Polio has also virtually been eradicated.

Dr Stanton said more recently a vaccine against the human papilloma virus was bringing cervical cancer cases in women down by 80-90%.

However, humans have not been able to crack the HIV virus, despite trying for decades.

“The reason why is that the (HIV) virus mutates so quickly,” explained Dr Stanton.

He added: “The flu vaccine is only about 50% successful, but that’s not as bad it sounds.

“Even 50% is enough to bring the ‘R’ (reproductive) value below one.”

Viruses only spread when the transmission rate is above one.

Asked whether vaccines could lose their efficacy, Dr Stanton replied: “That definitely can happen. The reason we have a new flu vaccine every year is that it does mutate to a huge extent.

“Around six months ahead of the (winter) flu season we collect samples from the community, and try to guess which ones will cause an outbreak that winter.

“We are getting pretty good at that.

“But there was one year when the virus mutated very slightly in between collecting the samples and the winter, so it was a bit less effective.”

Dr Stanton said a large amount of genetic sequencing had taken place of Covid-19, which is from a family of coronaviruses which also caused the deadly Sars and Mers outbreaks since 2002.

“I think the overall conclusion is that it (Covid-19) does not mutate that much,” he said.

“You expect viruses to mutate a little bit, but it’s much more stable than flu.

“The hope at the moment is that we’re not going to need to produce a different (coronavirus) vaccine each year.”

However, Dr Stanton also said that coronaviruses tended to produce a relatively short immunity in people of one to two years.

On the plus side, he said a recent study suggesting that some people were being re-infected with Covid-19 having had it previously no longer stacked up.

“It does not prove that you can’t get re-infected, but currently we don’t have any examples where people have been re-infected,” he said.

Asked if the 70-odd current vaccine trials were better than collaborating on, say, five leading contenders, Dr Stanton said: “To an extent you need that large number. You need that breadth of approach.

“And all vaccine studies become relatively large collaborations. Trials are really expensive.”

Dr Stanton said he felt the only trade-off in compressing the time it took to create an effective vaccine was money.

But Governments and others look set to manufacture large amounts of potential vaccines before they are proven fit for purpose, so that large supplies are available as soon as those that may prove effective and safe are ready to be used.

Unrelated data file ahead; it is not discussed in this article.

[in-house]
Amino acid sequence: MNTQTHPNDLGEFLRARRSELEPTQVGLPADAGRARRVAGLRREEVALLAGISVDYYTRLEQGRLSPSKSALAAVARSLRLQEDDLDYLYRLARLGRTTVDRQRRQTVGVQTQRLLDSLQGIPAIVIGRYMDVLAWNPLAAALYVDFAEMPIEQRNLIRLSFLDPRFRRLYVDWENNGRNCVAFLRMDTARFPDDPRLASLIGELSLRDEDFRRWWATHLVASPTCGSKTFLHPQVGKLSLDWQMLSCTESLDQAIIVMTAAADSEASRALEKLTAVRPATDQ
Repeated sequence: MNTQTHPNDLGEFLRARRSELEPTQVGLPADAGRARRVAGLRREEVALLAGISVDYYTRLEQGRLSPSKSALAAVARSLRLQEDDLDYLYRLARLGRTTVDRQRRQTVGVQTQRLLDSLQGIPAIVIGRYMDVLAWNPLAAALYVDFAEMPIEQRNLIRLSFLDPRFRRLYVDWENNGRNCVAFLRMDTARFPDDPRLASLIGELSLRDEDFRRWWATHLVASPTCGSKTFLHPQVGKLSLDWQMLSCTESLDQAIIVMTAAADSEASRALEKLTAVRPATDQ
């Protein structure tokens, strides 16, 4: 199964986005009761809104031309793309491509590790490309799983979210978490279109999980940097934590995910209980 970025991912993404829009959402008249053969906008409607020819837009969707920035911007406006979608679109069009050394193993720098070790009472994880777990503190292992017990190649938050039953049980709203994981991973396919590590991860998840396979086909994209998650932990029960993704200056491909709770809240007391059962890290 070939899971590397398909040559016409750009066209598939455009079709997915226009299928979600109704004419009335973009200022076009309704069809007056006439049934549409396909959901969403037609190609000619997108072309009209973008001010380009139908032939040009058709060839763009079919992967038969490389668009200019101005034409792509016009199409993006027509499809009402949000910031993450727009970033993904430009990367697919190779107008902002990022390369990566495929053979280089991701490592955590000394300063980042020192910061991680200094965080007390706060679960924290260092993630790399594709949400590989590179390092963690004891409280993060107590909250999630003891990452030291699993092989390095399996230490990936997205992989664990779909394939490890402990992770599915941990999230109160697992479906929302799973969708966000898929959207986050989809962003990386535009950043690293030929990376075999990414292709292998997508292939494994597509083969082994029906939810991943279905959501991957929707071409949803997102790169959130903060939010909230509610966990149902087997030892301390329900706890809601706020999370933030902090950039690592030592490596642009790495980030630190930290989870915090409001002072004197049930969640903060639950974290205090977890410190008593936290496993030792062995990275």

Dr Stanton said he didn’t think a shortened time frame would compromise safety.

“The consequences are so horrific – no-one is going to countenance skipping on safety processes,” he said.

But he added that the logistics of creating billions of doses were significant.

“There are the biological products, and the number of tubes you will need is massive,” he said.

Dr Stanton and colleagues at Cardiff University are looking at what types of antibodies protect against the coronavirus, and which ones might actually make it worse.

“We are really interested in the immune response,” he said.

Asked what the strategy would be if a successful vaccine wasn’t created, Dr Stanton replied: “There are still antivirals – a lot of companies are working on drugs that might inhibit the virus directly.

“The issues and timescales are the same as the issues and timescales with vaccines.

“Again, the main hope is that if we try enough things, one of them will work. If we don’t have a vaccine or drug, then the only solution is to manage the spread of the virus through behavioural changes – such as social distancing – as we are now.

“Testing and contact tracing are also a key part of allowing some level of control without complete lockdown.

“The big question there is how much of a hit we need to take to our behaviour and economy to keep the spread of the virus at a level the healthcare system can cope with.”